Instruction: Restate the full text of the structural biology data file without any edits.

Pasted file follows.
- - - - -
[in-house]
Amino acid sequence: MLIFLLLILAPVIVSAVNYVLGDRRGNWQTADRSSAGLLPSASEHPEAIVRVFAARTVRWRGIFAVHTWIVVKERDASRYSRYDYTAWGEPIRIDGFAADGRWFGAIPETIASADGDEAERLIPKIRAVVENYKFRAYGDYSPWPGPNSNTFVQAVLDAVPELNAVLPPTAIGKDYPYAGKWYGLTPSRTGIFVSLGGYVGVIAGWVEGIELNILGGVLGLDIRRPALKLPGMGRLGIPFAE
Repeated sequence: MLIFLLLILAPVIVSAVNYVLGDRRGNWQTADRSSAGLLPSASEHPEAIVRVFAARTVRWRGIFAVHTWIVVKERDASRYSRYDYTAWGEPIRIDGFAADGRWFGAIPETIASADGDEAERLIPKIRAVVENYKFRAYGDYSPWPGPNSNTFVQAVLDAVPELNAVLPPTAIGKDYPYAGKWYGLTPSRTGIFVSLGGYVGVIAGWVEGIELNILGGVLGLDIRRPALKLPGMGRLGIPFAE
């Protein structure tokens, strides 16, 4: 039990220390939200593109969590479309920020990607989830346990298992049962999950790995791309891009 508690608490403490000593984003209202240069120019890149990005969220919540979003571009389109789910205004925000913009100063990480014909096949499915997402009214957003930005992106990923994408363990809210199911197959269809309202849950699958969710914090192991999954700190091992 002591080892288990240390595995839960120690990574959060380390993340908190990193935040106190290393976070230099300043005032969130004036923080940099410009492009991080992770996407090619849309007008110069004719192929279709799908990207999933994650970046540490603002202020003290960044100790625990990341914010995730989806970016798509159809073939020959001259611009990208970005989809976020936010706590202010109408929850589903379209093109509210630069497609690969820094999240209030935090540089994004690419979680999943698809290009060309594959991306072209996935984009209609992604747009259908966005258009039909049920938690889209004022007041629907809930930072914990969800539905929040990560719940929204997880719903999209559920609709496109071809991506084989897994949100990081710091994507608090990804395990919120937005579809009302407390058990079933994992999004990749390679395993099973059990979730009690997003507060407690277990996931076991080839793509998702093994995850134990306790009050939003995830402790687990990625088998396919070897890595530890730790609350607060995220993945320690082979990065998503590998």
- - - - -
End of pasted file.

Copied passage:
[in-house]
Amino acid sequence: MLIFLLLILAPVIVSAVNYVLGDRRGNWQTADRSSAGLLPSASEHPEAIVRVFAARTVRWRGIFAVHTWIVVKERDASRYSRYDYTAWGEPIRIDGFAADGRWFGAIPETIASADGDEAERLIPKIRAVVENYKFRAYGDYSPWPGPNSNTFVQAVLDAVPELNAVLPPTAIGKDYPYAGKWYGLTPSRTGIFVSLGGYVGVIAGWVEGIELNILGGVLGLDIRRPALKLPGMGRLGIPFAE
Repeated sequence: MLIFLLLILAPVIVSAVNYVLGDRRGNWQTADRSSAGLLPSASEHPEAIVRVFAARTVRWRGIFAVHTWIVVKERDASRYSRYDYTAWGEPIRIDGFAADGRWFGAIPETIASADGDEAERLIPKIRAVVENYKFRAYGDYSPWPGPNSNTFVQAVLDAVPELNAVLPPTAIGKDYPYAGKWYGLTPSRTGIFVSLGGYVGVIAGWVEGIELNILGGVLGLDIRRPALKLPGMGRLGIPFAE
């Protein structure tokens, strides 16, 4: 039990220390939200593109969590479309920020990607989830346990298992049962999950790995791309891009 508690608490403490000593984003209202240069120019890149990005969220919540979003571009389109789910205004925000913009100063990480014909096949499915997402009214957003930005992106990923994408363990809210199911197959269809309202849950699958969710914090192991999954700190091992 002591080892288990240390595995839960120690990574959060380390993340908190990193935040106190290393976070230099300043005032969130004036923080940099410009492009991080992770996407090619849309007008110069004719192929279709799908990207999933994650970046540490603002202020003290960044100790625990990341914010995730989806970016798509159809073939020959001259611009990208970005989809976020936010706590202010109408929850589903379209093109509210630069497609690969820094999240209030935090540089994004690419979680999943698809290009060309594959991306072209996935984009209609992604747009259908966005258009039909049920938690889209004022007041629907809930930072914990969800539905929040990560719940929204997880719903999209559920609709496109071809991506084989897994949100990081710091994507608090990804395990919120937005579809009302407390058990079933994992999004990749390679395993099973059990979730009690997003507060407690277990996931076991080839793509998702093994995850134990306790009050939003995830402790687990990625088998396919070897890595530890730790609350607060995220993945320690082979990065998503590998």